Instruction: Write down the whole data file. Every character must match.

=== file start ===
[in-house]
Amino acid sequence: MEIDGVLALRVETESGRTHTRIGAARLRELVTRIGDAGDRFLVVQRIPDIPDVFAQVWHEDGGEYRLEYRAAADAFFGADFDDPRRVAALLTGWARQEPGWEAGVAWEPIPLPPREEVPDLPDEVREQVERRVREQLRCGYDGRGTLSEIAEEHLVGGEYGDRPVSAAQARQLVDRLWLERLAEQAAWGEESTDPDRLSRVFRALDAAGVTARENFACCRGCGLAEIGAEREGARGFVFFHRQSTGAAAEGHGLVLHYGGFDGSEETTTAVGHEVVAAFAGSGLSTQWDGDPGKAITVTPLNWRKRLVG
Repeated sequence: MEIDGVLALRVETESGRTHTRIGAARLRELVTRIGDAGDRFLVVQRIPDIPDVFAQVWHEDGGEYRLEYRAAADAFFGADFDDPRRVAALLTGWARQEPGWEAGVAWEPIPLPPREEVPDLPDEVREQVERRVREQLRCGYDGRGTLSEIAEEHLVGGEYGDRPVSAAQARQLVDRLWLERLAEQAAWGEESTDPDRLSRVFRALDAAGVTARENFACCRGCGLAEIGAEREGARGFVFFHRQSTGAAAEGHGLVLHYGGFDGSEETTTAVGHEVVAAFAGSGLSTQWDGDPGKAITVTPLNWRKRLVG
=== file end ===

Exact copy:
[in-house]
Amino acid sequence: MEIDGVLALRVETESGRTHTRIGAARLRELVTRIGDAGDRFLVVQRIPDIPDVFAQVWHEDGGEYRLEYRAAADAFFGADFDDPRRVAALLTGWARQEPGWEAGVAWEPIPLPPREEVPDLPDEVREQVERRVREQLRCGYDGRGTLSEIAEEHLVGGEYGDRPVSAAQARQLVDRLWLERLAEQAAWGEESTDPDRLSRVFRALDAAGVTARENFACCRGCGLAEIGAEREGARGFVFFHRQSTGAAAEGHGLVLHYGGFDGSEETTTAVGHEVVAAFAGSGLSTQWDGDPGKAITVTPLNWRKRLVG
Repeated sequence: MEIDGVLALRVETESGRTHTRIGAARLRELVTRIGDAGDRFLVVQRIPDIPDVFAQVWHEDGGEYRLEYRAAADAFFGADFDDPRRVAALLTGWARQEPGWEAGVAWEPIPLPPREEVPDLPDEVREQVERRVREQLRCGYDGRGTLSEIAEEHLVGGEYGDRPVSAAQARQLVDRLWLERLAEQAAWGEESTDPDRLSRVFRALDAAGVTARENFACCRGCGLAEIGAEREGARGFVFFHRQSTGAAAEGHGLVLHYGGFDGSEETTTAVGHEVVAAFAGSGLSTQWDGDPGKAITVTPLNWRKRLVG